“Seeking my minor in secondary education, one of the things I began doing was creating lesson plans that I actually have to go ahead and execute,” she says. “And that just gave me a deeper respect and appreciation for these professors, because sometimes you take days just to create one lesson plan for 40 minutes, and you can’t get someone to do the work in two weeks.”

Commitment pervades Cardin’s character. When she became a mother, it was just she and her husband making everything work.

“My husband has always worked nights, and I will work during the day,” she says. “All of my family resided outside of New Jersey. I never had child-care [help] in my life. I was always hands-on, and I was always taught: ‘If you made them, you raise them.’”

Cardin makes a point to instill this ethos of dedication in her children.

“The biggest thing is being very positive role models and instilling values in our kids,” she says. “I feel like you’ve gotta practice what you preach. When I hear, ‘I hate school, I’m so tired of school, oh mom,’ I go, ‘I’m tired of school too, but I’m still doing it!’”

Being a student herself lets Cardin be a true living example for her sons and daughter.

“They’ll catch me up at three or four in the morning, and I’m still working on a paper,” she says. “They’ll say, ‘mom, you stay up so late!’ And I’m like, ‘well, that’s why I have a high G.P.A.: because I’m committed. I tell them, ‘if you want to get into really good colleges, if you want to have really great S.A.T. scores, you’ve gotta commit, because once you stop, there’s somebody there ready to take your spot.”

Cardin’s children are proud to have a mother pursuing her dreams at school. “They think it’s great; they think it’s cool,” she says.

“My daughter is taking creative writing, and she got a 100 on her poetry [assignment],” says Cardin. “She was so shy for me to read it.”

Shanelle had been assigned to write about the person she admires most, and she selected her mother as the poem’s subject.

“It was so sweet, and I didn’t know she felt like that,” says Cardin. “My daughter has very thick skin. She is so serious; I would definitely say she takes after her dad, not me — she’s not emotional like her mom. And my son is proud [too]; he finds it inspiring.”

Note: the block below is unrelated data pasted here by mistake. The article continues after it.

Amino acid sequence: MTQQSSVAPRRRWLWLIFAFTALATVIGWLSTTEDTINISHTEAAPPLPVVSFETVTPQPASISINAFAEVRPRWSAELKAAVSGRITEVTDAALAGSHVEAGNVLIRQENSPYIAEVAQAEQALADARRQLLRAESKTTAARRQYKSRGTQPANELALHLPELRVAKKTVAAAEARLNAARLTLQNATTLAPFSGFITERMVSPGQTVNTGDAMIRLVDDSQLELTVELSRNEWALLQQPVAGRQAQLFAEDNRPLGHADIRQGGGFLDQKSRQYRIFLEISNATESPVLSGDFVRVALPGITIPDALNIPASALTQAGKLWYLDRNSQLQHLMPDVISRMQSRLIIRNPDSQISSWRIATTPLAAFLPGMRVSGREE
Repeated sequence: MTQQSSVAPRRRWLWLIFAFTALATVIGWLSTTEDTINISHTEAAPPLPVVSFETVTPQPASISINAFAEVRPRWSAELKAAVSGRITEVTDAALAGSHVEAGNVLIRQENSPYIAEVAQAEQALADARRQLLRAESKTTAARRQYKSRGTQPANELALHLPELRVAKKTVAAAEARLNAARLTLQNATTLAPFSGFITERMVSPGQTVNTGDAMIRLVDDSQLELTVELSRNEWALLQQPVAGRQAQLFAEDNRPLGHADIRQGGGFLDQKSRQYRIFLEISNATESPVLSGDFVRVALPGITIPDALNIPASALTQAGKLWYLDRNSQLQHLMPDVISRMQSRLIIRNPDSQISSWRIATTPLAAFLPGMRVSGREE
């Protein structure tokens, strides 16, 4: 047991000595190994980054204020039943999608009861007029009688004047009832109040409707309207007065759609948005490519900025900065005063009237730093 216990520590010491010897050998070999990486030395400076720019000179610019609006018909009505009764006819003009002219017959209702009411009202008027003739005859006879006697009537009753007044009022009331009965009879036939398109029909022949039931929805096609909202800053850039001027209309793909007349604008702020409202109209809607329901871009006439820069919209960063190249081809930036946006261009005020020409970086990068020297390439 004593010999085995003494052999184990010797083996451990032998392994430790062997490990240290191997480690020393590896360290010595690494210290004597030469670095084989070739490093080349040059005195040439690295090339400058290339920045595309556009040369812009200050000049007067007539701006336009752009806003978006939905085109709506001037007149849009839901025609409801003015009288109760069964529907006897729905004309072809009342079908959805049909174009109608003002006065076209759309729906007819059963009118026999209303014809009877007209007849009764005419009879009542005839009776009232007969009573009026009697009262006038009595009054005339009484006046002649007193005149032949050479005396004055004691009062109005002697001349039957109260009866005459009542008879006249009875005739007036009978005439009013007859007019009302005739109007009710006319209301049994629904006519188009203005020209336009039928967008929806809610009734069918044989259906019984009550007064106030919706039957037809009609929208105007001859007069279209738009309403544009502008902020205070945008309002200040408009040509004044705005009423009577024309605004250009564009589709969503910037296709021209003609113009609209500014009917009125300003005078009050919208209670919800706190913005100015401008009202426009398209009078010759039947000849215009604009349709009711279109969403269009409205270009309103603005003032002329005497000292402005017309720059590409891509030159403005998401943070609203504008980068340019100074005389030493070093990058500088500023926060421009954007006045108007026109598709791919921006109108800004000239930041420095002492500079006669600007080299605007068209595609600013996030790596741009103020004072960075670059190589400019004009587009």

Cardin says that, at times, her children can get a little too excited about their mom’s academic accomplishments.

“I have a folder with just the last three years of papers that I’ve done that I’ve printed out,” she says. “And they always fight over the folder, because they want to use it as a reference. And I gotta tell them, ‘you cannot plagiarize my work!’”

More than a role model, Cardin plays the part of a mother who is particularly apt when it comes to assisting with homework. She says that her children will often ask her for help writing and editing essays.

All of this contributes to what Cardin calls a very close-knit relationship in her family. She says that sometimes, her children will even argue with each other over spending one-on-one time with her.

Cardin makes a point to be a friend to her children as well as a mother. “I still find I can relate to them, and they confide in me. My son loves everything exciting, [like] roller-coasters. He’s a daredevil, so I took him bungee-jumping. One of my friends was like, ‘are you crazy?” she says, smiling. “‘You’re too old, are you insane?’ And I’m like, ‘no, not at all. I want to share those experiences with my kids.’”

Cardin’s older son, Brandon, is a lifelong athlete, and she says that he takes after his mother in his dedication to his passion.

“One of the biggest things that I do admire that my son got from me is his drive,” she says. “I mean, he is a football player; he’s been a baseball player since he was four; he has done wrestling for three years; he has done track for five. Now he’s back to baseball, where he will actually be going to Notre Dame on a summer camp.”

Brandon wants to get tattoos and piercings — his mother has tattoos of her own and nine piercings in one ear — but she says he ought to wait.

“My feeling is that, ‘you’re at an age where I want you to experience things [first], and if you get a tattoo, let that be in connection with something that you look back on and is meaningful to you, or it represents something to you,’” she says. “I have nine tattoos, each of them are something meaningful.”

“We might do the piercing,” she adds with a smirk of concession.